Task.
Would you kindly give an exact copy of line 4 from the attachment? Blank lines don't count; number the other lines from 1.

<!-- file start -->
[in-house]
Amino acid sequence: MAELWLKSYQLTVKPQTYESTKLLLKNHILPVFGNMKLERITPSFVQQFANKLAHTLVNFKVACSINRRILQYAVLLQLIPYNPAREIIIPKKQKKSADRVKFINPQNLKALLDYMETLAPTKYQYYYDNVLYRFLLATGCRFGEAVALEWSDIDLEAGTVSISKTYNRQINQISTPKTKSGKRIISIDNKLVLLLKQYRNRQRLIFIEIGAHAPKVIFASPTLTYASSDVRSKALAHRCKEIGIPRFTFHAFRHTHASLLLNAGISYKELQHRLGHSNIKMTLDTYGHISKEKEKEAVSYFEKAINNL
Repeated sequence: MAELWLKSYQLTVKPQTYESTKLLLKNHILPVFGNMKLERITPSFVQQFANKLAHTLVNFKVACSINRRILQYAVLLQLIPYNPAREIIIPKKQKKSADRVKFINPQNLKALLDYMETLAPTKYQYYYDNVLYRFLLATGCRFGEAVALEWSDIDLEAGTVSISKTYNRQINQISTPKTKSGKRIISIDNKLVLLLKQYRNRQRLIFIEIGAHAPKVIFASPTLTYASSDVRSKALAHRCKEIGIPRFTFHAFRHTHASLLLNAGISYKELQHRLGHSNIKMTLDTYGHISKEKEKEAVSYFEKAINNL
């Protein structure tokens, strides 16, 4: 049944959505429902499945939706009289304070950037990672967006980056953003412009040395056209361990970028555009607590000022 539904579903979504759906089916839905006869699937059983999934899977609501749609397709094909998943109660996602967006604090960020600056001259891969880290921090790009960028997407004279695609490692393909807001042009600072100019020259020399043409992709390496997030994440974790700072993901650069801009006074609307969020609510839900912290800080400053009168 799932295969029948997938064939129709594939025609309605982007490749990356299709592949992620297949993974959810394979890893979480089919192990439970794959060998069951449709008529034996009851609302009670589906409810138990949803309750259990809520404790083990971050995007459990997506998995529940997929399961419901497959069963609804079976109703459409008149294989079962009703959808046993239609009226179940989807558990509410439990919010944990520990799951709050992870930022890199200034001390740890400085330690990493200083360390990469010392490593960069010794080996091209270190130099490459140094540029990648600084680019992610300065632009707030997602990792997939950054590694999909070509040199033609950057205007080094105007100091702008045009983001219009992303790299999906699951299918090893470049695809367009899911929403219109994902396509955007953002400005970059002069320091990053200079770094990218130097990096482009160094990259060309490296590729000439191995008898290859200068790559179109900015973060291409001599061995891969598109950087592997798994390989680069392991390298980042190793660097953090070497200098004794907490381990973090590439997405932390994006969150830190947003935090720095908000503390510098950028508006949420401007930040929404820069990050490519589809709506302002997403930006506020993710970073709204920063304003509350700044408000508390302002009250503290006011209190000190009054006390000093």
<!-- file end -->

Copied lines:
């Protein structure tokens, strides 16, 4: 049944959505429902499945939706009289304070950037990672967006980056953003412009040395056209361990970028555009607590000022 539904579903979504759906089916839905006869699937059983999934899977609501749609397709094909998943109660996602967006604090960020600056001259891969880290921090790009960028997407004279695609490692393909807001042009600072100019020259020399043409992709390496997030994440974790700072993901650069801009006074609307969020609510839900912290800080400053009168 799932295969029948997938064939129709594939025609309605982007490749990356299709592949992620297949993974959810394979890893979480089919192990439970794959060998069951449709008529034996009851609302009670589906409810138990949803309750259990809520404790083990971050995007459990997506998995529940997929399961419901497959069963609804079976109703459409008149294989079962009703959808046993239609009226179940989807558990509410439990919010944990520990799951709050992870930022890199200034001390740890400085330690990493200083360390990469010392490593960069010794080996091209270190130099490459140094540029990648600084680019992610300065632009707030997602990792997939950054590694999909070509040199033609950057205007080094105007100091702008045009983001219009992303790299999906699951299918090893470049695809367009899911929403219109994902396509955007953002400005970059002069320091990053200079770094990218130097990096482009160094990259060309490296590729000439191995008898290859200068790559179109900015973060291409001599061995891969598109950087592997798994390989680069392991390298980042190793660097953090070497200098004794907490381990973090590439997405932390994006969150830190947003935090720095908000503390510098950028508006949420401007930040929404820069990050490519589809709506302002997403930006506020993710970073709204920063304003509350700044408000508390302002009250503290006011209190000190009054006390000093």